There is still cutting back to do, and mulching, and leaves need composting and spreading on the gardens. There are still apples needing to be picked, and cider to be made. I noticed the other morning that the chickens have scratched up two grapevines I had put in a month or so ago, so that needs tending to. I still need to make about a dozen-and-a -half wire cages to wrap around the trunks of some young apple trees. (Last winter, the mice and rabbits wreaked havoc on a half-dozen fruit trees and several lilac bushes) The garden paths need to be mulched, as well. .
    The call of migrating geese, the scolding chatter of squirrels, crows and bluejays venturing closer to the house (and the birdfeeders), the deer and wild turkeys lingering longer in the fields, the lacy frost on the lawn and rooftops, all are signs of the slowing -down of things, a signal of drawing homeward, for coming back inside after months of being out about the gardens. The shortning of daylight hours will see to that! For me, it is a bittersweet time, yet I anticipate the lull of winter and the beauty of impending snowfall. There are piles of books waiting to be read, and projects I've neglected indoors now needing my attention. I have a bunch of furniture refinishing I am longing to start, and my pine floors need re-oiling too. And I can finally make that raspberry jalapeno jam I've been meaning to get to. (it is far too hot and humid to make jam when the raspberries are ripening; I've learned to pick and immediately freeze them, and wait for a cold winter day to can)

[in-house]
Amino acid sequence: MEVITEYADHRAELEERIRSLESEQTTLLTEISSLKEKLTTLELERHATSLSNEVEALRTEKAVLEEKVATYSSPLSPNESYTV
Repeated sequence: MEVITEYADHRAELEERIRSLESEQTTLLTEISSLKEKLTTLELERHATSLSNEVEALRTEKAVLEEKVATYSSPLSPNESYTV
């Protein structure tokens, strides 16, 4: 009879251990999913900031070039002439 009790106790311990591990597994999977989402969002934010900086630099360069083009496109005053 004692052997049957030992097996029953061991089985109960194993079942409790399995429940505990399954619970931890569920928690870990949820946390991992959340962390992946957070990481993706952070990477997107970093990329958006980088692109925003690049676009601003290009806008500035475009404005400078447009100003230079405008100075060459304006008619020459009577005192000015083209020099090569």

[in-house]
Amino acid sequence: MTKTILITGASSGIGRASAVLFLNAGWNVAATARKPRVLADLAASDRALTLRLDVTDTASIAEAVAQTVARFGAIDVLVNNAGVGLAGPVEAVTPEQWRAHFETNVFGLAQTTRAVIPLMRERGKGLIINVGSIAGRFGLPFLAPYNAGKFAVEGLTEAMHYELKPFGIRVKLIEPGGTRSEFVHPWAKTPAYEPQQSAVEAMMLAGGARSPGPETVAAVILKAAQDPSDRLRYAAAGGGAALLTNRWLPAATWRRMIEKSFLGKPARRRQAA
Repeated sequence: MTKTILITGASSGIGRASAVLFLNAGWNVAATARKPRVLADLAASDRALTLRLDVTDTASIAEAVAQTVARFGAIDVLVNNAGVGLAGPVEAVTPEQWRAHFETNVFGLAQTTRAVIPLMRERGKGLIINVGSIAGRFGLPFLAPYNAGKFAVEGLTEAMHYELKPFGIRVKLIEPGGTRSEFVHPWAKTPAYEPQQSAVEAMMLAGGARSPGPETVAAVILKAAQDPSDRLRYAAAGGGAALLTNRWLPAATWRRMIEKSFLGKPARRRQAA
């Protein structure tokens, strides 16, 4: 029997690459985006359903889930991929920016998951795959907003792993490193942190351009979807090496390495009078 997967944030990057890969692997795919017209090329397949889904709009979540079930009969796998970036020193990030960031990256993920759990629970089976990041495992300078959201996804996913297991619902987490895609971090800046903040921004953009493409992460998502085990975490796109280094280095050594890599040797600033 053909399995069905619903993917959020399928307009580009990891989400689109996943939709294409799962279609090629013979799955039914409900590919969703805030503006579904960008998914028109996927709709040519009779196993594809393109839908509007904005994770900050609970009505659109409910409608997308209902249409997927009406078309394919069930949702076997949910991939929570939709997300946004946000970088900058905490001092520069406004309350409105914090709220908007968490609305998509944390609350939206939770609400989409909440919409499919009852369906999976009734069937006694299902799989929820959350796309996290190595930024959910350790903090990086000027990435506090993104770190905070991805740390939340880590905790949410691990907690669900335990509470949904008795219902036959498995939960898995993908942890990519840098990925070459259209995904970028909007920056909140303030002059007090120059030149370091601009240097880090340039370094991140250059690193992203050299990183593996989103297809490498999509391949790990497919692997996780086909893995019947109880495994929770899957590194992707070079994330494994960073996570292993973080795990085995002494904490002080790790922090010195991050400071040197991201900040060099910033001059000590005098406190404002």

And so, we are reminded yet again of nature's way and time with the march of seasons moving ever forward. May this season bring you blessings, and may you find time to accomplish what you can, yet be able to savor and appreciate what is at hand as well~

If it is true that one of the greatest pleasures of gardening lies in looking forward, then the planning of next year's beds and borders must be one of the most agreeable occupations in the gardener's calendar.  This should make October and November particularly pleasant months, for then we may begin to clear our borders, to cut down those sodden and untidy stalks, to dig up and increase our plants, and to move them to other positions where they will show up to greater effect.  People who are not gardeners always say that the bare beds of winter are uninteresting; gardeners know better, and take even a certain pleasure in the neatness of the newly dug, bare, brown earth.
Vita Sackville-West 

A few days ago I walked along the edge of the lake and was treated to the crunch and rustle of leaves  with each step I made. The acoustics of this season are different and all sounds, no matter how hushed, are as crisp as autumn air.
 Eric Sloane